Book Review: The Cancer Code

The Cancer Code by Jason Fung

My rating: 5 of 5 stars


Nobody loves codes as much as iconoclast physician Jason Fung. This is his third code so far. Though it’s easy to suppose they’d be spiritual successors the Robert Langdon trilogy of shitty mystery novels, Doc Fung instead focuses his energy on street-teaming for intermittent fasting and pushing low-carb paleo living without ever saying the word “paleo”, for which we’re all grateful.

Now, full disclosure, I haven’t read the Diabetes Code, but my high IQ and longtime Rick and Morty enjoyment makes me pretty good at recognizing patterns, so I’m still going to take a stab at cracking all three codes for you, right now, to save you the thousand or so pages it would take to assemble the whole picture of “the Wellness Code”, which apparently contains the cancer code, but neither the diabetes nor obesity code. Fung moves in mysterious ways. Coded ways.

Here’s the Konami code to health: Insulin is the devil. Minimize insulin exposure, maximize everything else from disease resilience to longevity to looking sleek and sexual at the beach.

Fung’s money is where his mouth is. I googled him, and he looks pretty ripped, especially for a doctor. He’s not massive or anything, not like that one doctor on Instagram who keeps trying to sell you special rubber bands to use in place of weights. All other things constant, I could beat up Dr. Fung, but I would never, as he inspires me.

The Cancer Code details the sordid history of attempting to treat cancer and its repeated, catastrophic failures. It’s implied that cancer is a disease of civilization, as outside of agrarian societies it’s rare to the point of mythical. Immunotherapy seems to be the most effective, if the least profitable, treatment option, but Jason Fung gently suggests (as most of my favorite practicing scientists, psychologists, and medical professionals tend to) that we don’t know shit about dick and consequently fall back on tried-and-true Hail Marys like radio- and chemotherapy, which poisons everything in hopes of killing the cancer.

Cancer is a disease of irregular cell growth. Normally, cell growth is a pretty good thing, but only if the cells cooperate with what is expected of them within the confines of the tissue they comprise. Cancer is the wires getting crossed and the cells in, say, the liver deciding that cooperation is too chancy and they’ll go it alone from here. The cells revert from eukaryotic function to a more primitive, prokaryotic function, remembered in the DNA from back in the days when each cell was fighting for its own life. And that’s what cancer is. These cells grow and propagate individually as fast as they can, sabotaging and consuming the surrounding cells (who are still being team players). The meme of cellular primeval psychopathy bounces all over the body, setting up satellite colonies, and that’s metastasis. Since these cells only care about individual survival now, the health of the organism isn’t taken into account, and it typically dies, taking the newly expanded cancer empire with it.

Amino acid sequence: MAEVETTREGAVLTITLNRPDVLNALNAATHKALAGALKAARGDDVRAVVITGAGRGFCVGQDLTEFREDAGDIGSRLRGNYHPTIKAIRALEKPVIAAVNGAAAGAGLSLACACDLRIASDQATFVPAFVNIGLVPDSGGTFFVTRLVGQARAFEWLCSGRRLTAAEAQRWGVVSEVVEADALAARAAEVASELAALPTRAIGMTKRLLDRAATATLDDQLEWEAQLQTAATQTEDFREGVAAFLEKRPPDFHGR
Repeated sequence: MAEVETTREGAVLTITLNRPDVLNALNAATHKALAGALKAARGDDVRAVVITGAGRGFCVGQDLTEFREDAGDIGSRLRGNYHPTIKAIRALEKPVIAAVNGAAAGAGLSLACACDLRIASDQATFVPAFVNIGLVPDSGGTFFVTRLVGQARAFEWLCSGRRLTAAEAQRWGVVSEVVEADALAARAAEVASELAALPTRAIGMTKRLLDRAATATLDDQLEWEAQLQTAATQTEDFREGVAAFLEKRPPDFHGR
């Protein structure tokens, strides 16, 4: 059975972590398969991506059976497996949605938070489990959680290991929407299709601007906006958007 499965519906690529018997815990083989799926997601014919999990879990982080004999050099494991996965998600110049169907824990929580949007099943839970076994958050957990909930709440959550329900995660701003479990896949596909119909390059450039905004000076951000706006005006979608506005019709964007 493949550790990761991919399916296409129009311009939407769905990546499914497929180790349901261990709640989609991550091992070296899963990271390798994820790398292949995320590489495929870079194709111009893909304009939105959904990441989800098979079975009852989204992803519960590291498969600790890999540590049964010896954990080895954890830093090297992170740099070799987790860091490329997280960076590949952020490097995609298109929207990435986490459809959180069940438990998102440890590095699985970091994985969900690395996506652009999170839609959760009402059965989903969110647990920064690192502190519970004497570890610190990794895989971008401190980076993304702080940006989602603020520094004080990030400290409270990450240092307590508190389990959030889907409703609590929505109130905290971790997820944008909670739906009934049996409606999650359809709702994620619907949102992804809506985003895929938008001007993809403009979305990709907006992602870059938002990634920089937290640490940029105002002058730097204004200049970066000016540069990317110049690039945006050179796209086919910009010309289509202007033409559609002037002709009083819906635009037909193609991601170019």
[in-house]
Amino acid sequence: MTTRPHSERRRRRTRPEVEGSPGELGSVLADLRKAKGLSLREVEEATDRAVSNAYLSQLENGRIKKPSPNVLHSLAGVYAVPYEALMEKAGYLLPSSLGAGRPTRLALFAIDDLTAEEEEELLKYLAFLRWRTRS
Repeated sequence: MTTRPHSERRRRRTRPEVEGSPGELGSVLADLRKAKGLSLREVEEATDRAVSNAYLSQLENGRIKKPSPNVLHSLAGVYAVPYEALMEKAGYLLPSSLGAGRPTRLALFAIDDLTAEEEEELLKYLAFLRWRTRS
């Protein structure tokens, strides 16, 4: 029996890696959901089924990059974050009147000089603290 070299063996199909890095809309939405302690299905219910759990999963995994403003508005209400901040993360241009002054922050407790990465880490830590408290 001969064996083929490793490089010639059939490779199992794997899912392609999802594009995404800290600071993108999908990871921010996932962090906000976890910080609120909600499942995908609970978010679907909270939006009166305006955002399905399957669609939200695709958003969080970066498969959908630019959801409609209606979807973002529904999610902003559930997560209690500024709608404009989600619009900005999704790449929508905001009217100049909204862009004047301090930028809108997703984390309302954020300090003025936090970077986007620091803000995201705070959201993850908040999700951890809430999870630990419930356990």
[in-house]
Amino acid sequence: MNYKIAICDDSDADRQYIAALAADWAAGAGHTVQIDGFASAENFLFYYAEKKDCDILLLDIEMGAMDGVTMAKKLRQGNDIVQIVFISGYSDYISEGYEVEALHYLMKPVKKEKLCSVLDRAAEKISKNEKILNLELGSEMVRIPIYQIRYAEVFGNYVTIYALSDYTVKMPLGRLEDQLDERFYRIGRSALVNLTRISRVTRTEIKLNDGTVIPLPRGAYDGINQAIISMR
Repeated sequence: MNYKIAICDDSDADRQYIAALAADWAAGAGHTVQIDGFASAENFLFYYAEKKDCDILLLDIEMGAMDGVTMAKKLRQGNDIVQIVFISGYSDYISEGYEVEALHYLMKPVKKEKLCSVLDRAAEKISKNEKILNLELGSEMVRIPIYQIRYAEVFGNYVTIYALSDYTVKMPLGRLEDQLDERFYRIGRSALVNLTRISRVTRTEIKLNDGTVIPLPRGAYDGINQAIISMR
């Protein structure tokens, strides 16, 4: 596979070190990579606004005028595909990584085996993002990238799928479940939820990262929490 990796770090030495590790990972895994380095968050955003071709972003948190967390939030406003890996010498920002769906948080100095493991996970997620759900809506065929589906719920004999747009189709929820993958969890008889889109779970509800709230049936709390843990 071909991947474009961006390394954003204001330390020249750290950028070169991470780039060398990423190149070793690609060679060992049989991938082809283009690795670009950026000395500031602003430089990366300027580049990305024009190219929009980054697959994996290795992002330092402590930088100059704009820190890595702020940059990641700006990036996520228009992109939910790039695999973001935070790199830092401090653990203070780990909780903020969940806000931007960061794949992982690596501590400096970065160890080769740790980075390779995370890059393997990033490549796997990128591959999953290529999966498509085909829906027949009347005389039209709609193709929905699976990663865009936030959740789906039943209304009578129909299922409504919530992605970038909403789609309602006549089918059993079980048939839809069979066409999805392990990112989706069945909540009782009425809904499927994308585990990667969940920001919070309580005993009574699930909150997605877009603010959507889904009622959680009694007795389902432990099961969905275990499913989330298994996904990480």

So how do we protect against cellular mutiny? As in most nutrition books, the message refines to Michael Pollan’s dietary dictum: Eat food, not too much, mostly plants.

Doc Fung is always pushing intermittent fasting, so that’s step one. After that, low carb. Step 2. Get some exercise, the human body needs to move. Step 3. Voila. You’re… not quite cancerproof, but you just improved your chances enormously.

Here’s the why.

He repeatedly likens cancer to a sort of weed that grows in the garden of your body. The thing is, it needs specific soil conditions and nutrients to take root and strangle out the rest of the garden. The most important of these conditions, these specialized weed-foods, is IGF-1, or insulin-like growth factor, released whenever we have an insulin response. The more insulin circulating in our system, the more IGF-1 comes with it. Insulin is pivotal for growth and development, especially for things like protein synthesis, testosterone production, and building muscle. We need some insulin, but we need it to serve its purpose.

Keeping the body perpetually inundated with insulin causes all sorts of stupid, avoidable problems, and it turns out cancer is a major one of them. A nonstop stream of IGF-1 keeps cells growing, and growing, and growing, and as soon as one flips the switch and decides it would do better on its own, baby, you a got a tumor goin’.

Caloric restriction, weight loss, and increased insulin sensitivity all help to shrink tumors, sometimes pushing them into full remission. Cancer needs insulin to grow. Burn the granaries and starve the empire.

Intermittent fasting becomes a magic bullet in this situation because not only does your insulin sensitivity improve when you phase out snacking, 16+ hours of fasting promotes increased autophagy, which is sort of like defragmenting your hard drive, if your hard drive was your body. Autophagy means “eating your own damn self” and it’s like a concerted effort within your body of looking for dying, damaged, or junk cells, then catabolizing them into component proteins and energy, potentially stopping fledgling cancer before it has a chance to foment rebellion.

It was a truly fascinating book, and a talisman against the 21st century’s answer to the Grim Reaper. Now that I think about it, it’s kind of ironic that he carried a wheat scythe.




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